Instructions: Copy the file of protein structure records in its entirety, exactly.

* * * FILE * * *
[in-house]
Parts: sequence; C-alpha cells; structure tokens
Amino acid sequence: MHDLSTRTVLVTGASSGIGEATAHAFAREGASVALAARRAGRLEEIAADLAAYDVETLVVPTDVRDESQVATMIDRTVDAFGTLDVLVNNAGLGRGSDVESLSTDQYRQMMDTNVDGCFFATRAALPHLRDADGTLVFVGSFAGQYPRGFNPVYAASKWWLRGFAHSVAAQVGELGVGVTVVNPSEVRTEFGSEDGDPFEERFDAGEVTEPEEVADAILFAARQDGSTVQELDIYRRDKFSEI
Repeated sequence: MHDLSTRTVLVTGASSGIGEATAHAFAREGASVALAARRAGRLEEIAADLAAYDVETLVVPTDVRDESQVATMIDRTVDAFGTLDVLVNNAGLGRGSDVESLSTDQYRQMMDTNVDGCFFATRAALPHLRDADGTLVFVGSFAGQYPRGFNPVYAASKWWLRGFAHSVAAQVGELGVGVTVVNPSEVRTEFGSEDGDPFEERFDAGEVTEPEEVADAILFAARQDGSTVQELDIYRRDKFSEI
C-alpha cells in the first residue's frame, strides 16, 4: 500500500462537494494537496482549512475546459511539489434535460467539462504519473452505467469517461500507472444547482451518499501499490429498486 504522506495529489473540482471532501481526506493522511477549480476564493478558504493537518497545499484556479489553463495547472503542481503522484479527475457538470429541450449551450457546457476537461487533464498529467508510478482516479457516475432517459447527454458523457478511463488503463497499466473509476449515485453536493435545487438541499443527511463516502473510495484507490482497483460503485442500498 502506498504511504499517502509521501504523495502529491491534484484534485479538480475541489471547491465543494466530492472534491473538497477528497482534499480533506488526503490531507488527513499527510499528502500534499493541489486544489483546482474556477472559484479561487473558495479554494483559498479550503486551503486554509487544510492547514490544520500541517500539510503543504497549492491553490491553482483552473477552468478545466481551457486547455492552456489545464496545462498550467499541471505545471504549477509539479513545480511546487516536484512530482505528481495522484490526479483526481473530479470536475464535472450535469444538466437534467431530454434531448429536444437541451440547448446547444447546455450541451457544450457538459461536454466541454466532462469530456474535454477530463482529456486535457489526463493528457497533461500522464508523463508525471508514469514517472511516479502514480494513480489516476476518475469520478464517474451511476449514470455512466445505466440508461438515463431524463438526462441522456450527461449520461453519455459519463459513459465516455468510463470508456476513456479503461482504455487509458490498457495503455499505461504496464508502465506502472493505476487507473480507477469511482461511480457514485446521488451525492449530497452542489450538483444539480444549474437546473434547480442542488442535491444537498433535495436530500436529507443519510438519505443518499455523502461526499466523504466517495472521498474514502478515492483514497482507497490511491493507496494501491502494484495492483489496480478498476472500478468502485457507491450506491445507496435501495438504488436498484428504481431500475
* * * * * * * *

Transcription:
[in-house]
Parts: sequence; C-alpha cells; structure tokens
Amino acid sequence: MHDLSTRTVLVTGASSGIGEATAHAFAREGASVALAARRAGRLEEIAADLAAYDVETLVVPTDVRDESQVATMIDRTVDAFGTLDVLVNNAGLGRGSDVESLSTDQYRQMMDTNVDGCFFATRAALPHLRDADGTLVFVGSFAGQYPRGFNPVYAASKWWLRGFAHSVAAQVGELGVGVTVVNPSEVRTEFGSEDGDPFEERFDAGEVTEPEEVADAILFAARQDGSTVQELDIYRRDKFSEI
Repeated sequence: MHDLSTRTVLVTGASSGIGEATAHAFAREGASVALAARRAGRLEEIAADLAAYDVETLVVPTDVRDESQVATMIDRTVDAFGTLDVLVNNAGLGRGSDVESLSTDQYRQMMDTNVDGCFFATRAALPHLRDADGTLVFVGSFAGQYPRGFNPVYAASKWWLRGFAHSVAAQVGELGVGVTVVNPSEVRTEFGSEDGDPFEERFDAGEVTEPEEVADAILFAARQDGSTVQELDIYRRDKFSEI
C-alpha cells in the first residue's frame, strides 16, 4: 500500500462537494494537496482549512475546459511539489434535460467539462504519473452505467469517461500507472444547482451518499501499490429498486 504522506495529489473540482471532501481526506493522511477549480476564493478558504493537518497545499484556479489553463495547472503542481503522484479527475457538470429541450449551450457546457476537461487533464498529467508510478482516479457516475432517459447527454458523457478511463488503463497499466473509476449515485453536493435545487438541499443527511463516502473510495484507490482497483460503485442500498 502506498504511504499517502509521501504523495502529491491534484484534485479538480475541489471547491465543494466530492472534491473538497477528497482534499480533506488526503490531507488527513499527510499528502500534499493541489486544489483546482474556477472559484479561487473558495479554494483559498479550503486551503486554509487544510492547514490544520500541517500539510503543504497549492491553490491553482483552473477552468478545466481551457486547455492552456489545464496545462498550467499541471505545471504549477509539479513545480511546487516536484512530482505528481495522484490526479483526481473530479470536475464535472450535469444538466437534467431530454434531448429536444437541451440547448446547444447546455450541451457544450457538459461536454466541454466532462469530456474535454477530463482529456486535457489526463493528457497533461500522464508523463508525471508514469514517472511516479502514480494513480489516476476518475469520478464517474451511476449514470455512466445505466440508461438515463431524463438526462441522456450527461449520461453519455459519463459513459465516455468510463470508456476513456479503461482504455487509458490498457495503455499505461504496464508502465506502472493505476487507473480507477469511482461511480457514485446521488451525492449530497452542489450538483444539480444549474437546473434547480442542488442535491444537498433535495436530500436529507443519510438519505443518499455523502461526499466523504466517495472521498474514502478515492483514497482507497490511491493507496494501491502494484495492483489496480478498476472500478468502485457507491450506491445507496435501495438504488436498484428504481431500475